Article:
Discovering Iceland: Waterfalls & Volcanoes

27
Oct

Discovering Iceland: Waterfalls & Volcanoes

Discovering Iceland: Waterfalls & Volcanoes

After an exciting stop in Denmark,  Jason and his family began their trek through Iceland arriving at Keflavik’s airport. To get around Iceland they rented a camper style van and got on the road.

After a stop at a grocery store and brew-pub style restaurant in Reykjavik, we finally left the city and really began our adventure towards nightfall,” Jason says. “We headed towards the Snaefellsnes Peninsula for the first leg of our trip. Our first impression was how abruptly the city of Reykjavik ends and the wide open, green and beautiful scenery of the rest of the country begins.”

 

Route from Jason’s first day in Iceland along the Ring Road.
 

Their first few days in Iceland led them through Borgarnes, Kirkjufell, Grundarfjörður, Akureyri, Goðafoss, Mývatn. The area was rich with waterfalls, greenery, and wide open plains. When asked about the overall terrain of Iceland, Jason found it varied greatly.

“Iceland is sparsely populated, with pretty little farmhouses each occupying its own seemingly private hillside with a waterfall in the background,” Jason says. “Parts were overwhelmingly green and hilly, abutted by vast, flat black fields of lava with Mount Doom-like volcanoes lurking in the distance. Starkly beautiful.”

They traveled on the popular Ring Road that encircles the country. Luckily, they said, most of the country’s famous landmarks are located right off of this highway.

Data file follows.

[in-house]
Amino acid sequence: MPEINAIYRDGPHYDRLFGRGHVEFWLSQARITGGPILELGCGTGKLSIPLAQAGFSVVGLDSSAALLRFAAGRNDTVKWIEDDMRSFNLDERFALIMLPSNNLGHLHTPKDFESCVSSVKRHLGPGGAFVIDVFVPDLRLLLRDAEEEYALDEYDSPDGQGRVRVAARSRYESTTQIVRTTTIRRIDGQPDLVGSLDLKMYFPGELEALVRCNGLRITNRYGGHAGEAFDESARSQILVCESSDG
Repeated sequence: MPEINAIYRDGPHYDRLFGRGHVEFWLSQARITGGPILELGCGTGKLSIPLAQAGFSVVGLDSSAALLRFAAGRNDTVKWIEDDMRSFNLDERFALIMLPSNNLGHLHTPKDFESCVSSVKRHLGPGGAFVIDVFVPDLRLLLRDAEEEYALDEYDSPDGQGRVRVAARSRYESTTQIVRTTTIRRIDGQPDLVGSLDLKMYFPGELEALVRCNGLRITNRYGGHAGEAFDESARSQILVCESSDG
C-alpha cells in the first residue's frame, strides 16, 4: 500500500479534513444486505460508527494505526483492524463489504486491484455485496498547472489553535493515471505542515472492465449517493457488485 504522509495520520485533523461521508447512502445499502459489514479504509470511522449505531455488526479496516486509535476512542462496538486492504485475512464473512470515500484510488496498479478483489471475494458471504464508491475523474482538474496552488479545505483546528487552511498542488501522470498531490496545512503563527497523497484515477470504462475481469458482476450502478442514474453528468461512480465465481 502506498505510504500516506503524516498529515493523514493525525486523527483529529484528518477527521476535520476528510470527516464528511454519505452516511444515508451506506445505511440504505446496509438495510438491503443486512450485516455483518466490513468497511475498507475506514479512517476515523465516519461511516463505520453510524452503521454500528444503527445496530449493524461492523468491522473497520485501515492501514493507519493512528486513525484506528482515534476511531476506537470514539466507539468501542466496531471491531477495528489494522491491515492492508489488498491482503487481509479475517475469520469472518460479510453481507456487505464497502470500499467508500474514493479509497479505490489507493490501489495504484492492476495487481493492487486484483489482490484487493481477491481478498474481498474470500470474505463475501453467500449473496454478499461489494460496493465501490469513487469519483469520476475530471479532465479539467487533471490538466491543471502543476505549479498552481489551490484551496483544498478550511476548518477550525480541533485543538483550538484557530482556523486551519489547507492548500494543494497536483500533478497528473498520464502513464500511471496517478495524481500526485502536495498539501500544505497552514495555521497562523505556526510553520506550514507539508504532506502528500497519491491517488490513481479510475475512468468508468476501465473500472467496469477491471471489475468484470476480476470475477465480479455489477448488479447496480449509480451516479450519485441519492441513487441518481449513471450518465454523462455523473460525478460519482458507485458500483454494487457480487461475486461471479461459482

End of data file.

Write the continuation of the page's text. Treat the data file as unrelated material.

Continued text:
“The tricky part was finding a spot to pull off quickly before we passed our photo op,” says Jason. “So while we of course did our share of hiking up to waterfalls, lakes, basalt columns and steam vents, almost everything we saw could already be seen at a distance from the road.”

“We were inundated with beauty at every turn,” he adds.

After a few days of travelling through Iceland, Jason says they decided Led Zeppelin was the perfect band to act as a soundtrack as they explored the countryside.

“Every town (and there are some very small towns) seems to have a campsite and a swimming pool,” Jason says. “Many of the pools were like mini water-parks, boasting water slides and several outdoor pools and hot tubs of different sizes, depths, and temperatures. All pleasantly warm.”

Having access to so many pools worked out well for them too!

“We visited several pools in the country; one, to bathe, and two, to bribe our three-year old into good behavior for the day,” Jason says.

Lake in Iceland

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